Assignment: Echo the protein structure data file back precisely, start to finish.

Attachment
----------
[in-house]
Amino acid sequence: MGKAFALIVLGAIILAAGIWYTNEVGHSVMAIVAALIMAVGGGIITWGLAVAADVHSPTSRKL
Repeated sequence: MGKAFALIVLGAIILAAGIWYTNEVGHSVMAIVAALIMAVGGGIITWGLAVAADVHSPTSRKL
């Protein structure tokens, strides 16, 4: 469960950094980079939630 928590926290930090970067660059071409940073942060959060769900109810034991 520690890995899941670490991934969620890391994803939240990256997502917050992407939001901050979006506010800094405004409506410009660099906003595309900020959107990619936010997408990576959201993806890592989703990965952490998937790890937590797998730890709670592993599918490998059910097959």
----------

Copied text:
[in-house]
Amino acid sequence: MGKAFALIVLGAIILAAGIWYTNEVGHSVMAIVAALIMAVGGGIITWGLAVAADVHSPTSRKL
Repeated sequence: MGKAFALIVLGAIILAAGIWYTNEVGHSVMAIVAALIMAVGGGIITWGLAVAADVHSPTSRKL
């Protein structure tokens, strides 16, 4: 469960950094980079939630 928590926290930090970067660059071409940073942060959060769900109810034991 520690890995899941670490991934969620890391994803939240990256997502917050992407939001901050979006506010800094405004409506410009660099906003595309900020959107990619936010997408990576959201993806890592989703990965952490998937790890937590797998730890709670592993599918490998059910097959």